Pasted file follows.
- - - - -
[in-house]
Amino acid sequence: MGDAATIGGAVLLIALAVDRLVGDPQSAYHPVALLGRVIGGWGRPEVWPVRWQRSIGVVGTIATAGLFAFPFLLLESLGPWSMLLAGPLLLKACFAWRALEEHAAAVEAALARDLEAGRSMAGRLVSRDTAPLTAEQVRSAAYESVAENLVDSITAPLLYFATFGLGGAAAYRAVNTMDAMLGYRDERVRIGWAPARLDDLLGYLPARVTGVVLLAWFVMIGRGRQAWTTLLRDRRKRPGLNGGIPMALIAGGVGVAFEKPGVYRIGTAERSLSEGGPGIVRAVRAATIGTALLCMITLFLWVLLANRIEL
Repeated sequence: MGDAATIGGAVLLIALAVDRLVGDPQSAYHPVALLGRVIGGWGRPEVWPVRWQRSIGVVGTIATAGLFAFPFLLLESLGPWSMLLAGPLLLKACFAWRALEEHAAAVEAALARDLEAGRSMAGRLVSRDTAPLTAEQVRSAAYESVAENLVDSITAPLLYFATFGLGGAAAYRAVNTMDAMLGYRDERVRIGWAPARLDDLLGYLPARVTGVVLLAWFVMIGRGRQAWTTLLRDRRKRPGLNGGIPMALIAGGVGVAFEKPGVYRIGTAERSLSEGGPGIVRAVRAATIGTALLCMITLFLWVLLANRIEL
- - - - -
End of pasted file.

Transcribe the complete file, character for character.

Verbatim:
[in-house]
Amino acid sequence: MGDAATIGGAVLLIALAVDRLVGDPQSAYHPVALLGRVIGGWGRPEVWPVRWQRSIGVVGTIATAGLFAFPFLLLESLGPWSMLLAGPLLLKACFAWRALEEHAAAVEAALARDLEAGRSMAGRLVSRDTAPLTAEQVRSAAYESVAENLVDSITAPLLYFATFGLGGAAAYRAVNTMDAMLGYRDERVRIGWAPARLDDLLGYLPARVTGVVLLAWFVMIGRGRQAWTTLLRDRRKRPGLNGGIPMALIAGGVGVAFEKPGVYRIGTAERSLSEGGPGIVRAVRAATIGTALLCMITLFLWVLLANRIEL
Repeated sequence: MGDAATIGGAVLLIALAVDRLVGDPQSAYHPVALLGRVIGGWGRPEVWPVRWQRSIGVVGTIATAGLFAFPFLLLESLGPWSMLLAGPLLLKACFAWRALEEHAAAVEAALARDLEAGRSMAGRLVSRDTAPLTAEQVRSAAYESVAENLVDSITAPLLYFATFGLGGAAAYRAVNTMDAMLGYRDERVRIGWAPARLDDLLGYLPARVTGVVLLAWFVMIGRGRQAWTTLLRDRRKRPGLNGGIPMALIAGGVGVAFEKPGVYRIGTAERSLSEGGPGIVRAVRAATIGTALLCMITLFLWVLLANRIEL